LAS VEGAS (WLS) -- A motive is still unknown in the Las Vegas mass shooting. The death toll is 59, not including the shooter, in Sunday night's country concert massacre. More than 500 people were still in the hospital Tuesday morning.
The FBI combed through security cameras Tuesday, trying to get a better idea of Stephen Paddock's plan.
New video also shows a first look inside the hotel room he stayed in, from someone who stayed there a year ago.
President Donald Trump spoke about the gunman Tuesday morning, before flying to Puerto Rico.
"He was a sick man, a demented man. A lot of problems, I guess. We're looking into him very, very seriously, but we're dealing with a very, very sick individual," Trump said.
Stephen Paddock, 64, was armed to the teeth when he checked into a suite at the Mandalay Bay Hotel and Casino last Thursday. Authorities said he had an arsenal of rifles, handguns and thousands of rounds of ammo in 10 suitcases.
Now the first video of Paddock's suite-turned-sniper perch has emerged. After the rampage began from the 32nd floor security teams arrived outside Paddock's door, and he opened fire from the inside. They called for backup and when a police SWAT team finally arrived officers breached the room and found dead, apparently having killed himself.
Some of his weapons are visible in the video. Paddock had rigged the firepower on platforms, and some guns had scopes to focus on targets.
Monday night federal SWAT officers in armored vehicles and a bomb-detecting robot searched for evidence at a home owned by Paddock in Reno. They first cleared the house for potential dangers and then FBI teams moved in to process the scene.
The investigation leads back to the Las Vegas Strip. Authorities still had a wide area around the Mandalay Bay Hotel and Casino blocked off Tuesday.
On sidewalks around the concert venue there are trails of blood droplets from those furious moments Sunday night, still marking a path away from the danger.
In the middle of all this, stories of heroism continue to emerge from the chaos.
"He said, 'Look, you're shot. I need to help you.' I said, 'OK.' He dropped the tailgate on some random truck and threw me in there. I was bleeding all over it. He took my belt, tied off my leg and kept me from bleeding out. I would have died," one victim said of his savior.
The number of wounded survivors stands at more than 525. Undoubtedly, the number of dead would be higher, had courageous bystanders not stepped up to help.
"I jumped to my friend. She would have got hit in the back, but I put my arm over her and got shot in the arm. I'm glad I did," another victim said.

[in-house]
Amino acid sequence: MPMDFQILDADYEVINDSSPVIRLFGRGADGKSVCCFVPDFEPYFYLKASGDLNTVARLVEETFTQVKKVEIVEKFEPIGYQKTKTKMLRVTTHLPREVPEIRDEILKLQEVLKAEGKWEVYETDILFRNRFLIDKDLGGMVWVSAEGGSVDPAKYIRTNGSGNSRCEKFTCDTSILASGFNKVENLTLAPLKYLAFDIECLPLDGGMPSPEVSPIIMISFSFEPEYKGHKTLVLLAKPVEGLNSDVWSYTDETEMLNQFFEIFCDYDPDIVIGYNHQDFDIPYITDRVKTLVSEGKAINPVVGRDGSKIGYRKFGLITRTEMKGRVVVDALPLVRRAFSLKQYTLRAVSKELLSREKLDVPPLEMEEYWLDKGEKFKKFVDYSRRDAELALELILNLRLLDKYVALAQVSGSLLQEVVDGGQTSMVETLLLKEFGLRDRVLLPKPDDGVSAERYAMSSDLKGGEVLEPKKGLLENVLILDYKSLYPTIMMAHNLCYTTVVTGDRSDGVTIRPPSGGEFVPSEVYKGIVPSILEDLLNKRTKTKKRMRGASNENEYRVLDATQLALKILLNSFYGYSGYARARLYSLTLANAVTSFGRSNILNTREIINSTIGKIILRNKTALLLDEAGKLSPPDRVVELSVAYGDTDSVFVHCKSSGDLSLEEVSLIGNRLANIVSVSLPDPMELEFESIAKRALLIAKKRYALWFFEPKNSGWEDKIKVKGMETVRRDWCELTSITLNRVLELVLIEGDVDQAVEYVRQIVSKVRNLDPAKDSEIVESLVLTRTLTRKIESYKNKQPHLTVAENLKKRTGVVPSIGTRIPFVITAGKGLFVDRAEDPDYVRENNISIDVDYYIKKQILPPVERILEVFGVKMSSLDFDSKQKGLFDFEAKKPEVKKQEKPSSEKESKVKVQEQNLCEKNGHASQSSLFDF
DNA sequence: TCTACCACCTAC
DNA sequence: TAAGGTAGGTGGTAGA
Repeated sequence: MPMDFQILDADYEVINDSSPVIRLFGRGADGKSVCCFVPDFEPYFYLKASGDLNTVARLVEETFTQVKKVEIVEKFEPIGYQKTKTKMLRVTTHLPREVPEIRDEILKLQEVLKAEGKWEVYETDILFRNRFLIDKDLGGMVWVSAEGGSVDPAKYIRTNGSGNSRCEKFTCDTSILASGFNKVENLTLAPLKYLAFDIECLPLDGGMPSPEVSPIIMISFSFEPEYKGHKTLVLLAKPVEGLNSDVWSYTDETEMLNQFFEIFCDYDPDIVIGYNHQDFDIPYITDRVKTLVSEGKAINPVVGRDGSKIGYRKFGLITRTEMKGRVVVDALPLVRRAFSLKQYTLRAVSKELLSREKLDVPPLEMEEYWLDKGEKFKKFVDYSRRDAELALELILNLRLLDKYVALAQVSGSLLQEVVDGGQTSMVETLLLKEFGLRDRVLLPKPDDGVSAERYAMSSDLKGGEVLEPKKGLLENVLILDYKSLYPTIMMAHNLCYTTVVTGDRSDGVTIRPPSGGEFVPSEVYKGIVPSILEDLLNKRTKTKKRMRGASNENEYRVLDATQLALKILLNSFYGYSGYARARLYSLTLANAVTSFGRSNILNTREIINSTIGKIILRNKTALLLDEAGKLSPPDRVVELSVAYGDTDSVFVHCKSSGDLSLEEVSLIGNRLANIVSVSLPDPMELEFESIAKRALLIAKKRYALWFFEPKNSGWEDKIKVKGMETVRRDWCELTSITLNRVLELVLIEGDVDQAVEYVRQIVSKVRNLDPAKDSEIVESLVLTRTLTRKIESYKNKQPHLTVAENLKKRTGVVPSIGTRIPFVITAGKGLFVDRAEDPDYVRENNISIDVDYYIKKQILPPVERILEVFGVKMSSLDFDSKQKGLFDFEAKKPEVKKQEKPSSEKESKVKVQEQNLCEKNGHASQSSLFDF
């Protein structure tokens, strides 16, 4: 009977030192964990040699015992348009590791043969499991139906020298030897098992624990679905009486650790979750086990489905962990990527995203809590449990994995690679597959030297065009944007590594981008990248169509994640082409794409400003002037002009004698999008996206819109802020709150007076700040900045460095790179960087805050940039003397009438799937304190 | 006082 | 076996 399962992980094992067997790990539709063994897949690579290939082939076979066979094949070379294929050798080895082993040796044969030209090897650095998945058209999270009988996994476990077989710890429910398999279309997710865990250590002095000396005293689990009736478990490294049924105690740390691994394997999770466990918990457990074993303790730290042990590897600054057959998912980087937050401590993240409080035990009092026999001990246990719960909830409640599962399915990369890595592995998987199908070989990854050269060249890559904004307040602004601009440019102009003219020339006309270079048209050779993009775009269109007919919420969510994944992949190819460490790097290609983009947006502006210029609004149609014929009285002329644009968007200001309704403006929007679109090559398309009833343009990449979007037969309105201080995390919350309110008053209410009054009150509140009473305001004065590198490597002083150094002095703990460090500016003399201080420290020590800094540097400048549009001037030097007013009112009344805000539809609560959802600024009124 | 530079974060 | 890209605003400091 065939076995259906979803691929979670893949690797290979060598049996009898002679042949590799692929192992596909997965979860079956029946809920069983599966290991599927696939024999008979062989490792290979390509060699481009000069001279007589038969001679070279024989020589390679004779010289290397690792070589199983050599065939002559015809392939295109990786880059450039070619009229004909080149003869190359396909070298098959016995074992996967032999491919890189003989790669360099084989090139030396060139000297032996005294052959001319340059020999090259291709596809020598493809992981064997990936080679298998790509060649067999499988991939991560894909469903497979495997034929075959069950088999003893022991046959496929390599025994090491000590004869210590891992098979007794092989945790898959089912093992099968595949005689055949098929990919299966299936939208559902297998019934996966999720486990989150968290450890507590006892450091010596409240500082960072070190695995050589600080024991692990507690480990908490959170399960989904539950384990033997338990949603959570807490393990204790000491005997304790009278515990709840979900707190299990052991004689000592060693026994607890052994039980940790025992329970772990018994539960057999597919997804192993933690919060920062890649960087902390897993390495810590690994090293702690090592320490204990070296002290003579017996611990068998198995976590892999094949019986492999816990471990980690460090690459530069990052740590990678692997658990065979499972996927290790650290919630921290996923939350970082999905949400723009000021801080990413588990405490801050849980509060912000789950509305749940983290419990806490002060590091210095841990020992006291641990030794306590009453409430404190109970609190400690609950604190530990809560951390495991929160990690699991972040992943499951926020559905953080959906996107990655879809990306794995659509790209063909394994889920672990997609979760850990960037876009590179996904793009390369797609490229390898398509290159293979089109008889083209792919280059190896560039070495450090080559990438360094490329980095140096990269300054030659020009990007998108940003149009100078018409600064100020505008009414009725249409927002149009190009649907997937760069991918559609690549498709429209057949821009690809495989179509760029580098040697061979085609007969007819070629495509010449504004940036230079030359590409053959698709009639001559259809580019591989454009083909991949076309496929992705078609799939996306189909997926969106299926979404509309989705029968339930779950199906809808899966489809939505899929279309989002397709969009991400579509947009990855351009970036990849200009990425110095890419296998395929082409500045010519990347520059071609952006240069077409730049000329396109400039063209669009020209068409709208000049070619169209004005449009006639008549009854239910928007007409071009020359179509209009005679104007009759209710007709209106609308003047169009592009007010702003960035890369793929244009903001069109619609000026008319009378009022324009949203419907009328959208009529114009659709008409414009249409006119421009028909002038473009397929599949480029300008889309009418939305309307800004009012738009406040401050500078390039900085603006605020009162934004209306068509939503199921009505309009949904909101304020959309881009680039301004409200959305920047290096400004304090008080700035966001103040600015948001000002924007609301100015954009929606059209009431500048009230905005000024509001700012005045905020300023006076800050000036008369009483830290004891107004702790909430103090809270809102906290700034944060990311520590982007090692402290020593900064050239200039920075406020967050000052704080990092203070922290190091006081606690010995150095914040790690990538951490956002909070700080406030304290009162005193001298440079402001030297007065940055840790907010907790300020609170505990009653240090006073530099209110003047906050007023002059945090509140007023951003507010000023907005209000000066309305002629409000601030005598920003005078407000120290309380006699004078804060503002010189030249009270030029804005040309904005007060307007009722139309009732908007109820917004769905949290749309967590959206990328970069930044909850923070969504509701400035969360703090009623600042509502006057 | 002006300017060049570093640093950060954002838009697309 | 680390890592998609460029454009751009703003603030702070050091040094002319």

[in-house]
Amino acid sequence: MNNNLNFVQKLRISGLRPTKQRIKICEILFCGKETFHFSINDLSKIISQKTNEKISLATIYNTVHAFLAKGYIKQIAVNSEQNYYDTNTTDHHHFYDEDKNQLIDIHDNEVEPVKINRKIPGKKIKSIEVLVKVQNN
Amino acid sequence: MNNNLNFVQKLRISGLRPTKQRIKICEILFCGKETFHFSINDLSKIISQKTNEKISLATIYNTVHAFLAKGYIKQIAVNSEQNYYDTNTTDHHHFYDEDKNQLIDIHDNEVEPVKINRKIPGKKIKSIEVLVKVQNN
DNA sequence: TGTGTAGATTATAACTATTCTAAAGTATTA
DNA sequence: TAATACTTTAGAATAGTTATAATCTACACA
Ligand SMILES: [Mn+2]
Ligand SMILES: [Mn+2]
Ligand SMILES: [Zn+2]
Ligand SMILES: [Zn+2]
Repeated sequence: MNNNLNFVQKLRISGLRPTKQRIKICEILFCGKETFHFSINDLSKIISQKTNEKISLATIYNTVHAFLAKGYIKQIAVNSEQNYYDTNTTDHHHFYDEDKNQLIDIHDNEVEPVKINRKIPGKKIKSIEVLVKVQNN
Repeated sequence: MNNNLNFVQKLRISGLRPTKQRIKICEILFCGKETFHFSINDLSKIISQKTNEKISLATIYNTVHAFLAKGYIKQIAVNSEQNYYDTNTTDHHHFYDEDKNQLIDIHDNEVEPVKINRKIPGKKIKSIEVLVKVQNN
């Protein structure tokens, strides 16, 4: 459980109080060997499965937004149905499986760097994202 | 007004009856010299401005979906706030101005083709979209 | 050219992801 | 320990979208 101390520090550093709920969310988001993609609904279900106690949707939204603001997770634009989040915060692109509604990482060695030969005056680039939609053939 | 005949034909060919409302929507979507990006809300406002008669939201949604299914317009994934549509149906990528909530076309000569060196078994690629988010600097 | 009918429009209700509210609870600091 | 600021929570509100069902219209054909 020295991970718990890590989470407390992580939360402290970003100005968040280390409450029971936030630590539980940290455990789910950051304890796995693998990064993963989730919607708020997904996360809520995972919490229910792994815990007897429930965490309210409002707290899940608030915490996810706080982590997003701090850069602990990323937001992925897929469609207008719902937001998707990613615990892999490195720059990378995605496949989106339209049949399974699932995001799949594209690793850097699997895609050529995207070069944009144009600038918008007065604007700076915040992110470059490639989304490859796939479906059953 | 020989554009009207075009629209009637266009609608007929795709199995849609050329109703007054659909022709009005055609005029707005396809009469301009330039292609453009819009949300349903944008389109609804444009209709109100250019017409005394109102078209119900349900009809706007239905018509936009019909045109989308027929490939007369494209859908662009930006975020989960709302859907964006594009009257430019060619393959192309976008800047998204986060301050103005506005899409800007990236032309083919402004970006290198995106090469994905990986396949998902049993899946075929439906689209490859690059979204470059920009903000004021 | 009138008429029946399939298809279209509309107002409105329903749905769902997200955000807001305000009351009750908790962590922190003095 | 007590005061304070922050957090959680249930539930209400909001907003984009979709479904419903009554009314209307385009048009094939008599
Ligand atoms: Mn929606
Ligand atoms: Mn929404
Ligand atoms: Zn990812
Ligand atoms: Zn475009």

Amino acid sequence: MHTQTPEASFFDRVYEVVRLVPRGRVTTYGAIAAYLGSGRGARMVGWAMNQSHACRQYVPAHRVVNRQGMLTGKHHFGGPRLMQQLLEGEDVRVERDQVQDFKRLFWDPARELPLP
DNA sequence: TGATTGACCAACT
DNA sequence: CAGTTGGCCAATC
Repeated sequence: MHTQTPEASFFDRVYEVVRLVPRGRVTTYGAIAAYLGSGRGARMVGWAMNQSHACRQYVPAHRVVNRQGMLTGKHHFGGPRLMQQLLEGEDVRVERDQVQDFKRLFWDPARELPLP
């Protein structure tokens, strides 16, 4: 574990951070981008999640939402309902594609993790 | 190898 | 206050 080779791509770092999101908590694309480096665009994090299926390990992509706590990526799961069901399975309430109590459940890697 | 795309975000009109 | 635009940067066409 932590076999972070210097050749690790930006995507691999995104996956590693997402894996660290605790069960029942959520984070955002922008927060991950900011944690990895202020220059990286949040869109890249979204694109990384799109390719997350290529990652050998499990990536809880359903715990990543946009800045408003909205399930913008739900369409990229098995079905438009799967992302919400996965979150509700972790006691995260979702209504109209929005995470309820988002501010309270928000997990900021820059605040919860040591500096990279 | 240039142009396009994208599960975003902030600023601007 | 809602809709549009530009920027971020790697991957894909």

Loved ones arrived at the Las Vegas Convention Center for information on missing relatives and consolation for loved ones lost.
The kill zone in front of Mandalay Bay Hotel and Casino and the music festival grounds is still scattered with bullets. The investigation remains open and active.
"I can't get into the mind of a psychopath at this point," Clark County Sheriff Joseph Lombardo said.
Sheriff's investigators and federal authorities who are assisting Tuesday will examine the Mandalay Bay security video to determine how he got the high-powered weapons to his room, firing thousands of rounds from 500 yards away and 32 stories up.
ABC News obtained video Tuesday that shows the view from the "sniper's nest." Jeff Bridges, a North Carolina man who said he stayed in that exact room while on vacation a year ago, shot the video.
"The best view of the suite - given the fact that it's almost 1,800 square feet - it's the views," Bridges said in the video.
Another video shows the outside of the 32nd-floor hotel room. The door was busted and covered with police tape.
None of this, though, seems to go to the heart of the question nagging loved ones of the dead and wounded and anyone following the case: Why did a retiree amass an arsenal of weapons and reign terror on a joyous event from on high?
The flashing electronic marquees in front of casinos and hotels in Las Vegas usually advertise things like slot-machine odds and cheap buffet dinners. Now, they push for blood donations and prayers - an in your face reminder, all day, of how things can change in an instant.
STORIES OF HEROISM EMERGE IN AFTERMATH OF MASS SHOOTING
Heather Gooze grew up in Chicago's north suburbs, attended Wheeling High School and worked in numerous radio markets before landing in Las Vegas several years ago.
Her story of survival and caring has become international news after she cradled Las Vegas victim Jordan McIldoon in her arms until he died.